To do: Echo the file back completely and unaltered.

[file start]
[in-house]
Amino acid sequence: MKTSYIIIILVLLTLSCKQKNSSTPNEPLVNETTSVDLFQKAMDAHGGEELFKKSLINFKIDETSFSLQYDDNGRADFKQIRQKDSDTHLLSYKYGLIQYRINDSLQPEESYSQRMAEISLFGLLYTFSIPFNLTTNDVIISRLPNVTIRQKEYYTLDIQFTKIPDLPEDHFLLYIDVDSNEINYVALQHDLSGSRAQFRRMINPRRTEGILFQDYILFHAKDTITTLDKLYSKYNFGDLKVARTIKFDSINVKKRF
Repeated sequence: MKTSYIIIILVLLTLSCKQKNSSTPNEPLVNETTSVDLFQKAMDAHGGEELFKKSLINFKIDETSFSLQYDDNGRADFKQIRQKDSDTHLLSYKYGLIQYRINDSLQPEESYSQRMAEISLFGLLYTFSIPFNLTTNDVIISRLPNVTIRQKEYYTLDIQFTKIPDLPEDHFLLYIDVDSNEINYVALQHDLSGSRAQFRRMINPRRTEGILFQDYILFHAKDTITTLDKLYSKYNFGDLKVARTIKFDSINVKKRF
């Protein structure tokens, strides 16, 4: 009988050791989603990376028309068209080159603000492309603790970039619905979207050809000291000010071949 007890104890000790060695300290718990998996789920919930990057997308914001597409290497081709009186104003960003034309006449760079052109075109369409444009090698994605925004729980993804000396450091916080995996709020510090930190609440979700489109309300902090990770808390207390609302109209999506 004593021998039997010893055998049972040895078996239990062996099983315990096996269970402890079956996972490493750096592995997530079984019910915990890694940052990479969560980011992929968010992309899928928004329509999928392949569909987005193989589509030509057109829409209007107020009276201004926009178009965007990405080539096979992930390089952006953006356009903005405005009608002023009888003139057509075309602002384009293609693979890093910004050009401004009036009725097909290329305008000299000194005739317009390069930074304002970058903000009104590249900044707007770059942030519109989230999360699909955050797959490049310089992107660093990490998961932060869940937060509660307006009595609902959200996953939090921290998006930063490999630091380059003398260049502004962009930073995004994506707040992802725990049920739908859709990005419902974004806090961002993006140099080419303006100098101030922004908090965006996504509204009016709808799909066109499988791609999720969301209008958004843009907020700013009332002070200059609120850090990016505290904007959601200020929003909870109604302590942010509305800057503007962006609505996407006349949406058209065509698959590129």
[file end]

[in-house]
Amino acid sequence: MKTSYIIIILVLLTLSCKQKNSSTPNEPLVNETTSVDLFQKAMDAHGGEELFKKSLINFKIDETSFSLQYDDNGRADFKQIRQKDSDTHLLSYKYGLIQYRINDSLQPEESYSQRMAEISLFGLLYTFSIPFNLTTNDVIISRLPNVTIRQKEYYTLDIQFTKIPDLPEDHFLLYIDVDSNEINYVALQHDLSGSRAQFRRMINPRRTEGILFQDYILFHAKDTITTLDKLYSKYNFGDLKVARTIKFDSINVKKRF
Repeated sequence: MKTSYIIIILVLLTLSCKQKNSSTPNEPLVNETTSVDLFQKAMDAHGGEELFKKSLINFKIDETSFSLQYDDNGRADFKQIRQKDSDTHLLSYKYGLIQYRINDSLQPEESYSQRMAEISLFGLLYTFSIPFNLTTNDVIISRLPNVTIRQKEYYTLDIQFTKIPDLPEDHFLLYIDVDSNEINYVALQHDLSGSRAQFRRMINPRRTEGILFQDYILFHAKDTITTLDKLYSKYNFGDLKVARTIKFDSINVKKRF
């Protein structure tokens, strides 16, 4: 009988050791989603990376028309068209080159603000492309603790970039619905979207050809000291000010071949 007890104890000790060695300290718990998996789920919930990057997308914001597409290497081709009186104003960003034309006449760079052109075109369409444009090698994605925004729980993804000396450091916080995996709020510090930190609440979700489109309300902090990770808390207390609302109209999506 004593021998039997010893055998049972040895078996239990062996099983315990096996269970402890079956996972490493750096592995997530079984019910915990890694940052990479969560980011992929968010992309899928928004329509999928392949569909987005193989589509030509057109829409209007107020009276201004926009178009965007990405080539096979992930390089952006953006356009903005405005009608002023009888003139057509075309602002384009293609693979890093910004050009401004009036009725097909290329305008000299000194005739317009390069930074304002970058903000009104590249900044707007770059942030519109989230999360699909955050797959490049310089992107660093990490998961932060869940937060509660307006009595609902959200996953939090921290998006930063490999630091380059003398260049502004962009930073995004994506707040992802725990049920739908859709990005419902974004806090961002993006140099080419303006100098101030922004908090965006996504509204009016709808799909066109499988791609999720969301209008958004843009907020700013009332002070200059609120850090990016505290904007959601200020929003909870109604302590942010509305800057503007962006609505996407006349949406058209065509698959590129």